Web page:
Wes, Boston, MA. I feel like the topic of race has become uncomfortable for many people because we assume the worst of people’s words. A discussion that includes the ethnicity of another person too commonly leads to an argument or someone accused of being a racist when no harm was intended or when a fact […]
Vishwa Dhuleshia, Shrewsberry, MA. I started Kindergarten knowing how to say only two things in Enlgish: “my name is Vishwa” and “I have to go to the bathroom.” I spent the first 3 years of Elementary school going to ESL classes while my classmates took spelling classes. Those few years I had to face the […]
Bruce Hawkins, Northampton, MA. That doesn’t make me guilty, it makes me responsible. Prison is the new slavery, and the Drug War is modern slave-catching.
Sergio R Velazquez, Lowell, MA. The label Latino bothers me, same as Hispanic. Both have colonial roots and do not properly represent any specific group or culture. This is why I always select OTHER and fill in Cuban. Just my five cents worth.
Gabby Mbeki, Boston, MA. In the fall of 1997, I started 6th grade at a day independent school in Connecticut. I grew up in a predominately West Indian neighborhood surrounded by faces like mine, but my father wanted me to have a more rigorous education. I entered the school being one of three students of […]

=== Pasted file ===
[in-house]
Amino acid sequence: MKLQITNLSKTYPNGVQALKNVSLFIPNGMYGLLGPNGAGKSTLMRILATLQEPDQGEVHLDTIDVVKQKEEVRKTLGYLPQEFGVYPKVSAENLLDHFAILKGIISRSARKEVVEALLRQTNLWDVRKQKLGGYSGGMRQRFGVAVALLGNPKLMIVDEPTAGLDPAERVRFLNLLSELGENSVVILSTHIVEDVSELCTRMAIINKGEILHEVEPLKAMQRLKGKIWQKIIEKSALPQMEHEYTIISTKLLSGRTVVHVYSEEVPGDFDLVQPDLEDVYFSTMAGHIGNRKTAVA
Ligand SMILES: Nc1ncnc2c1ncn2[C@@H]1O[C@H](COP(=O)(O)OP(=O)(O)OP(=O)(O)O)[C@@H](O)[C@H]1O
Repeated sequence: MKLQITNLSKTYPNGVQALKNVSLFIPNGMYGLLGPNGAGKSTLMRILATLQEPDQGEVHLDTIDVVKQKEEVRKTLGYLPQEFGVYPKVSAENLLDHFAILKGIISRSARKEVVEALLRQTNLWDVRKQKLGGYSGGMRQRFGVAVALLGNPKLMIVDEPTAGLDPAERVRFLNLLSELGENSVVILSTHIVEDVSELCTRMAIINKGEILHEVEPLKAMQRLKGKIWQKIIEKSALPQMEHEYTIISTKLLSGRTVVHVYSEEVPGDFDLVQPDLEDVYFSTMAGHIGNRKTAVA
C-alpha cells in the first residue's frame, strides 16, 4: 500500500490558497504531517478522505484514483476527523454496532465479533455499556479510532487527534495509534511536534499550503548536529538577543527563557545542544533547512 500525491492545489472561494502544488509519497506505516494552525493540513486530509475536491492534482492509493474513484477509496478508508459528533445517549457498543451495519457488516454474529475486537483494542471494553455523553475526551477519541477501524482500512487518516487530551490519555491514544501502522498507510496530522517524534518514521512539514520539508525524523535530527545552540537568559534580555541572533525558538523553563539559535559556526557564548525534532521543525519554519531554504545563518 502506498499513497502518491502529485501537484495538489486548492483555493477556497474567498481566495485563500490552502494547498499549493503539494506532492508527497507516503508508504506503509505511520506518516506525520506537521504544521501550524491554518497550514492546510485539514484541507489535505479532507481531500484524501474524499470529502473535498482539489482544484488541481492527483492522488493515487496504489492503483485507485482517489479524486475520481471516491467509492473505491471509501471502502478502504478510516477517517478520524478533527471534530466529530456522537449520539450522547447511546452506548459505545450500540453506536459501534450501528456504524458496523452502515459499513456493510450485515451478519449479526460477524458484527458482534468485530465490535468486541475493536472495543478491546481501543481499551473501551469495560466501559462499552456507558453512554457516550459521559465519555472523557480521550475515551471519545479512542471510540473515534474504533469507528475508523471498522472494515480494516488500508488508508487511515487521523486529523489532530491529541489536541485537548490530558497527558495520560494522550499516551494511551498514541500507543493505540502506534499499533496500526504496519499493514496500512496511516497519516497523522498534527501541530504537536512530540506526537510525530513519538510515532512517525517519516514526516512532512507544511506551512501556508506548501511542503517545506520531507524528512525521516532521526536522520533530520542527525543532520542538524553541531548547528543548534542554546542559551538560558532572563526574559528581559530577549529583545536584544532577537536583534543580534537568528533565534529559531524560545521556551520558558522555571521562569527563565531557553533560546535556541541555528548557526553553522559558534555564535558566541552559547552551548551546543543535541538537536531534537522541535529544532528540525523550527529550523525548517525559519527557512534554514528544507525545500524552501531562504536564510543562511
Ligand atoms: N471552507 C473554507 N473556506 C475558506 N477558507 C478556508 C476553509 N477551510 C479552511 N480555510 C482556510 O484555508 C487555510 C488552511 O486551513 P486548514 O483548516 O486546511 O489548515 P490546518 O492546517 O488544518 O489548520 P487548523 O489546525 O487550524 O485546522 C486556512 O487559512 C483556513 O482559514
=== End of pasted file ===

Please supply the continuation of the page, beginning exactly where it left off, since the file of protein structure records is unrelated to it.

Annaleis Thibault, Bolton, MA. As a white, middle class american, I feel as though I owe reparations for the crimes committed by my ancestors.
Kathy Gips, Boston, MA. 65 year old. White suburba. Removed, but remember. 65 year old, white, witness from a distance.
Sally Holmes, Bourne, MA.
Mo, MA. I am neither white or black so I am not invited to the debates on race.
Josephine Kim, Campbridge, MA. When it comes to race, we need our eyes to hear and our ears to see.
Jasmine VanExel, Northampton, MA. Smith College
Tanya Rao, Shrewsbury, MA.
Thomas M. Lenz. Weston, MA. I was the white kid in Providence. I stayed in my 4th grade class where I was happy. The Black kids were forced to come to unfamiliar territory and join us, and their neighborhood was closed. No wonder they became angry at the White world. Who wouldn’t be?